Stimulus Aside, Obama Vows Future Budget Restraint

To a public wary of government spending, President-elect Barack Obama is offering a salve with his massive economic stimulus package: the promise of long-term fiscal discipline.

Budget-conscious lawmakers are pressing Obama to embrace deficit-reduction goals even as he promotes a spending and tax-cutting plan — expected to cost about $775 billion — to jolt the economy out of its downward spiral.

"Part of the discussion that needs to happen right now is not what we do just right now, but what we look to in the future — about how we get back to a balanced budget and then start to deal with this horrible, horrible national debt that we have," said Rep. Dennis Moore of Kansas, a member of the congressional Blue Dogs, a coalition of conservative and moderate Democrats.

Two weeks away from assuming the presidency, Obama vowed Tuesday to "bring a long-overdue sense of responsibility and accountability to Washington" and called the need for budget reform "an absolute necessity."

On Wednesday, he was expected to announce his selection of a chief performance officer, a White House official who will work with federal agencies to set performance standards and hold agency managers accountable for progress.

"The fact that he is making these comments publicly about fiscal responsibility gives me encouragement that we will see something," said Rep. Charlie Melancon of Louisiana, one of the leaders of the Blue Dog Coalition.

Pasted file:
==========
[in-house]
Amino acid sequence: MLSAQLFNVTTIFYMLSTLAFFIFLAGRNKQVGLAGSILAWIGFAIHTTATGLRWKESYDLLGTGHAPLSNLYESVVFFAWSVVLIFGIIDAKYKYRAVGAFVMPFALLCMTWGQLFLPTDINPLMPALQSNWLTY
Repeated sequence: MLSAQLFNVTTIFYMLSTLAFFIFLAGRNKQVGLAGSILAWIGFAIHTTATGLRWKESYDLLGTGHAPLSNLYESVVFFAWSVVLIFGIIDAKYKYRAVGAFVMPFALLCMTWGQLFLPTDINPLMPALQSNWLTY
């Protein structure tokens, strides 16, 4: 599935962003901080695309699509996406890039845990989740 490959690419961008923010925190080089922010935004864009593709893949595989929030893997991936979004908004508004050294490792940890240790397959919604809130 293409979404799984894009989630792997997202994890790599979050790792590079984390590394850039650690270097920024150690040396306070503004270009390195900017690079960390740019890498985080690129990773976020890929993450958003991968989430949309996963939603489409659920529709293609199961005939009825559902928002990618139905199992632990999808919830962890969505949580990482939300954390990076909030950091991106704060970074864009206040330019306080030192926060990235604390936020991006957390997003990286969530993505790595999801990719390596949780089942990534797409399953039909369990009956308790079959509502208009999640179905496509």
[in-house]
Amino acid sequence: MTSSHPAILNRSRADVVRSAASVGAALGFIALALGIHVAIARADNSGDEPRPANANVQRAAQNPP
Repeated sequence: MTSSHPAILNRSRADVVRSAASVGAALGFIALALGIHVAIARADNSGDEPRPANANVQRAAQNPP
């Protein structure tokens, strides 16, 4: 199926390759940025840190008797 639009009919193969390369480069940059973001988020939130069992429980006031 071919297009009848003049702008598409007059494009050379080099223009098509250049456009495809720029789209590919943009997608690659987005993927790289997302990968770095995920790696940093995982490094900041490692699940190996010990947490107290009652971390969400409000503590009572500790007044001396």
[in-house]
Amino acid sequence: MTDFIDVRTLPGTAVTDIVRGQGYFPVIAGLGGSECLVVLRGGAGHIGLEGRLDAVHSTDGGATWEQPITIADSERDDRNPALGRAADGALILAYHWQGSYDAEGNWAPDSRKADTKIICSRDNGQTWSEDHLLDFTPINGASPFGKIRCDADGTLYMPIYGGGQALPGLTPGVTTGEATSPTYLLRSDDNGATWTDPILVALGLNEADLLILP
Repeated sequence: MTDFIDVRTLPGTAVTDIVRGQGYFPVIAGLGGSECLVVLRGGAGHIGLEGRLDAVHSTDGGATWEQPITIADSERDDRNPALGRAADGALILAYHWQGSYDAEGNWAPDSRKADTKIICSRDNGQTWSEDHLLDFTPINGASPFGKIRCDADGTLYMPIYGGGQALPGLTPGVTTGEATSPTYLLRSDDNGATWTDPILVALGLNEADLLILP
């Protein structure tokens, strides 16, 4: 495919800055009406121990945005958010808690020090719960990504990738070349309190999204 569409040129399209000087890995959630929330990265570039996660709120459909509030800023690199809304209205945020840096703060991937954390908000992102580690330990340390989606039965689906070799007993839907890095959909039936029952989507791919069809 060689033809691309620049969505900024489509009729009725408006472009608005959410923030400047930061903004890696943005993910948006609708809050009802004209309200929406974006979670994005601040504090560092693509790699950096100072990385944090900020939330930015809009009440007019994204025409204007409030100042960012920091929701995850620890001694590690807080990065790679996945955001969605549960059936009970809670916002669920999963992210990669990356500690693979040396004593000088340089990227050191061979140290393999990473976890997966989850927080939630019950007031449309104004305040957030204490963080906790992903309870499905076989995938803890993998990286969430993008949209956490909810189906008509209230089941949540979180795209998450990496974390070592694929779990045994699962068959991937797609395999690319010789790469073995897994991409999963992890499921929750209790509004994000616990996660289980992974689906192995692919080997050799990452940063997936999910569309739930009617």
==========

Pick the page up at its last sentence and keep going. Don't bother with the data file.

With Democrats in control of both chambers in Congress, Obama's reassurances to budget hawks from both parties already appear to be making a stimulus package more palatable. Obama said this week he would like Congress to complete action on an economic recovery plan by the end of the month or the first week of February.

House Speaker Nancy Pelosi, D-Calif., was expected to press fellow Democrats on Wednesday to pass the legislation by mid-February. She, too, has reassurances for cost-conscious lawmakers.

"Many will focus on the upfront cost of this legislation," she was to tell a House Democratic Policy and Steering Committee forum, according to an excerpt of her prepared remarks. "While we are not discussing small sums, focusing on the price tag alone ignores the cost of inaction and the real payoff in terms of job creation and increased revenues to our Treasury."

While promising to fight waste and to make tough budgetary decisions, however, Obama warned that the nation could face trillion-dollar deficits for years to come. Eight years ago, the federal budget ran a surplus; the deficit on Sept. 30 was about $455 billion. That was before the government began spending nearly half of a $700 billion bailout fund for the financial sector.

Obama said Americans will accept his proposed stimulus plan only if they believe the money is being used wisely to boost the troubled economy and to make smart long-term investments in public projects.

Lawmakers and budget watchdog groups want Obama to promptly spell out a process for addressing long-term deficits.

"Short-term stimulus does need to be combined with long-term discipline," said Robert Bixby, the executive director of the Concord Coalition, a nonpartisan group that advocates fiscal restraint. "The deficit numbers are going to be astronomical for the next couple of years. People need to know that there is some end game to this."